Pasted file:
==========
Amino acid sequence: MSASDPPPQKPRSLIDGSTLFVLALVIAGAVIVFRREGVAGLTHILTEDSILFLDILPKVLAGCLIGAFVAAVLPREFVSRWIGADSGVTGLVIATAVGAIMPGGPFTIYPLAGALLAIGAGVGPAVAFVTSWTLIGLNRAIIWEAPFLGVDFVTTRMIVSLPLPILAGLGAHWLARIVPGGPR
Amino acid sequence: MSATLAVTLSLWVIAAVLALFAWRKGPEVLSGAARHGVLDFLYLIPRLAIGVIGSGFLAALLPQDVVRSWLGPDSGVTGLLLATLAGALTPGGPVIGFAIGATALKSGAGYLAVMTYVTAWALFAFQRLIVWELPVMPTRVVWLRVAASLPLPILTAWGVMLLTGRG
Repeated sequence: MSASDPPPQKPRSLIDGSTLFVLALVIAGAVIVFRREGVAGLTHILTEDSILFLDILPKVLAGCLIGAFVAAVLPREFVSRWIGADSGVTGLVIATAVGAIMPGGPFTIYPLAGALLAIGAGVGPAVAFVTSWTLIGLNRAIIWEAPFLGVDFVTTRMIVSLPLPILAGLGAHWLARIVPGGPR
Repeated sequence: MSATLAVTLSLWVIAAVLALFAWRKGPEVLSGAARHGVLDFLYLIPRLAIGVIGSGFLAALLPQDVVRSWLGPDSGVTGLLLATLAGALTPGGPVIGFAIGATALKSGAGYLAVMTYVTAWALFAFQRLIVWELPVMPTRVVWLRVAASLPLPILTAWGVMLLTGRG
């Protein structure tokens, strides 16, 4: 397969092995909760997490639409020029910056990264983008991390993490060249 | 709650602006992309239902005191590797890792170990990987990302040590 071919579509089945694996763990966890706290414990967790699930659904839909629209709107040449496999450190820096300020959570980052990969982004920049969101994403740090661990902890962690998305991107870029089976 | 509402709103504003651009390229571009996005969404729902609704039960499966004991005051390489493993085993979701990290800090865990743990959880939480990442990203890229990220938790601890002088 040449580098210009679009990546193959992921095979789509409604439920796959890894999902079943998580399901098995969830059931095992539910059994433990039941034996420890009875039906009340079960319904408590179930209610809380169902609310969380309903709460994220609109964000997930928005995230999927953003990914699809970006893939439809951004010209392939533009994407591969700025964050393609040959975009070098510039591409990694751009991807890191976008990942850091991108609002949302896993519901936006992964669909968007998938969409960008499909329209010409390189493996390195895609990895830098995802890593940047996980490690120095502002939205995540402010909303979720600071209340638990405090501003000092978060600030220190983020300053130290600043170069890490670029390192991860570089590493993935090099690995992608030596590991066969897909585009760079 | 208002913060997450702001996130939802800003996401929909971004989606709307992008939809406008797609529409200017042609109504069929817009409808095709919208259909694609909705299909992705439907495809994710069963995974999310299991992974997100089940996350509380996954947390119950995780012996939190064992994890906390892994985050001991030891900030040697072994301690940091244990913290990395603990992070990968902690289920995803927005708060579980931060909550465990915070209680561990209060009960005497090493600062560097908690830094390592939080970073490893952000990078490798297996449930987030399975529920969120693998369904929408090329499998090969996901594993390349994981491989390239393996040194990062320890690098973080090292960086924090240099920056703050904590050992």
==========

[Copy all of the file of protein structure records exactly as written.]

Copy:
Amino acid sequence: MSASDPPPQKPRSLIDGSTLFVLALVIAGAVIVFRREGVAGLTHILTEDSILFLDILPKVLAGCLIGAFVAAVLPREFVSRWIGADSGVTGLVIATAVGAIMPGGPFTIYPLAGALLAIGAGVGPAVAFVTSWTLIGLNRAIIWEAPFLGVDFVTTRMIVSLPLPILAGLGAHWLARIVPGGPR
Amino acid sequence: MSATLAVTLSLWVIAAVLALFAWRKGPEVLSGAARHGVLDFLYLIPRLAIGVIGSGFLAALLPQDVVRSWLGPDSGVTGLLLATLAGALTPGGPVIGFAIGATALKSGAGYLAVMTYVTAWALFAFQRLIVWELPVMPTRVVWLRVAASLPLPILTAWGVMLLTGRG
Repeated sequence: MSASDPPPQKPRSLIDGSTLFVLALVIAGAVIVFRREGVAGLTHILTEDSILFLDILPKVLAGCLIGAFVAAVLPREFVSRWIGADSGVTGLVIATAVGAIMPGGPFTIYPLAGALLAIGAGVGPAVAFVTSWTLIGLNRAIIWEAPFLGVDFVTTRMIVSLPLPILAGLGAHWLARIVPGGPR
Repeated sequence: MSATLAVTLSLWVIAAVLALFAWRKGPEVLSGAARHGVLDFLYLIPRLAIGVIGSGFLAALLPQDVVRSWLGPDSGVTGLLLATLAGALTPGGPVIGFAIGATALKSGAGYLAVMTYVTAWALFAFQRLIVWELPVMPTRVVWLRVAASLPLPILTAWGVMLLTGRG
């Protein structure tokens, strides 16, 4: 397969092995909760997490639409020029910056990264983008991390993490060249 | 709650602006992309239902005191590797890792170990990987990302040590 071919579509089945694996763990966890706290414990967790699930659904839909629209709107040449496999450190820096300020959570980052990969982004920049969101994403740090661990902890962690998305991107870029089976 | 509402709103504003651009390229571009996005969404729902609704039960499966004991005051390489493993085993979701990290800090865990743990959880939480990442990203890229990220938790601890002088 040449580098210009679009990546193959992921095979789509409604439920796959890894999902079943998580399901098995969830059931095992539910059994433990039941034996420890009875039906009340079960319904408590179930209610809380169902609310969380309903709460994220609109964000997930928005995230999927953003990914699809970006893939439809951004010209392939533009994407591969700025964050393609040959975009070098510039591409990694751009991807890191976008990942850091991108609002949302896993519901936006992964669909968007998938969409960008499909329209010409390189493996390195895609990895830098995802890593940047996980490690120095502002939205995540402010909303979720600071209340638990405090501003000092978060600030220190983020300053130290600043170069890490670029390192991860570089590493993935090099690995992608030596590991066969897909585009760079 | 208002913060997450702001996130939802800003996401929909971004989606709307992008939809406008797609529409200017042609109504069929817009409808095709919208259909694609909705299909992705439907495809994710069963995974999310299991992974997100089940996350509380996954947390119950995780012996939190064992994890906390892994985050001991030891900030040697072994301690940091244990913290990395603990992070990968902690289920995803927005708060579980931060909550465990915070209680561990209060009960005497090493600062560097908690830094390592939080970073490893952000990078490798297996449930987030399975529920969120693998369904929408090329499998090969996901594993390349994981491989390239393996040194990062320890690098973080090292960086924090240099920056703050904590050992």